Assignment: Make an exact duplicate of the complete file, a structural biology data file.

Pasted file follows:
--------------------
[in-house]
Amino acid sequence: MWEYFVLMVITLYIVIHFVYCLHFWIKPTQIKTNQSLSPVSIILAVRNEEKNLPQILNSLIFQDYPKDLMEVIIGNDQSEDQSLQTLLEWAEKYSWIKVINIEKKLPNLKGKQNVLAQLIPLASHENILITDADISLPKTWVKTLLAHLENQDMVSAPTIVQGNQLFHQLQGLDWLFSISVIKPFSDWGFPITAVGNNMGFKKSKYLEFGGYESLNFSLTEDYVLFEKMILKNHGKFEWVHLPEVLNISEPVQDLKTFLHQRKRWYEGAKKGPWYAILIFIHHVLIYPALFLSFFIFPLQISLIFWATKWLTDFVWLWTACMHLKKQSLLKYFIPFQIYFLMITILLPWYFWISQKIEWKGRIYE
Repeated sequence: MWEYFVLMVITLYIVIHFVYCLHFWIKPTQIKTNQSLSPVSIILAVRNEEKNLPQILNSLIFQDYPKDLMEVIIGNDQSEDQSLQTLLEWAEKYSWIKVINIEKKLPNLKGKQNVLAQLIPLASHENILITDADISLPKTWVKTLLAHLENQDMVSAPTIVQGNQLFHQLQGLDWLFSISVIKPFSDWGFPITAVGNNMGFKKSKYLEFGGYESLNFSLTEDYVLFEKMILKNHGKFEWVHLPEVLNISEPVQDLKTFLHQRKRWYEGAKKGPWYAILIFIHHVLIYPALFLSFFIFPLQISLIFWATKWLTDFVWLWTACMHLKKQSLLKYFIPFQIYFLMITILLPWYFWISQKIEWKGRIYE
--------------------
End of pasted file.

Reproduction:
[in-house]
Amino acid sequence: MWEYFVLMVITLYIVIHFVYCLHFWIKPTQIKTNQSLSPVSIILAVRNEEKNLPQILNSLIFQDYPKDLMEVIIGNDQSEDQSLQTLLEWAEKYSWIKVINIEKKLPNLKGKQNVLAQLIPLASHENILITDADISLPKTWVKTLLAHLENQDMVSAPTIVQGNQLFHQLQGLDWLFSISVIKPFSDWGFPITAVGNNMGFKKSKYLEFGGYESLNFSLTEDYVLFEKMILKNHGKFEWVHLPEVLNISEPVQDLKTFLHQRKRWYEGAKKGPWYAILIFIHHVLIYPALFLSFFIFPLQISLIFWATKWLTDFVWLWTACMHLKKQSLLKYFIPFQIYFLMITILLPWYFWISQKIEWKGRIYE
Repeated sequence: MWEYFVLMVITLYIVIHFVYCLHFWIKPTQIKTNQSLSPVSIILAVRNEEKNLPQILNSLIFQDYPKDLMEVIIGNDQSEDQSLQTLLEWAEKYSWIKVINIEKKLPNLKGKQNVLAQLIPLASHENILITDADISLPKTWVKTLLAHLENQDMVSAPTIVQGNQLFHQLQGLDWLFSISVIKPFSDWGFPITAVGNNMGFKKSKYLEFGGYESLNFSLTEDYVLFEKMILKNHGKFEWVHLPEVLNISEPVQDLKTFLHQRKRWYEGAKKGPWYAILIFIHHVLIYPALFLSFFIFPLQISLIFWATKWLTDFVWLWTACMHLKKQSLLKYFIPFQIYFLMITILLPWYFWISQKIEWKGRIYE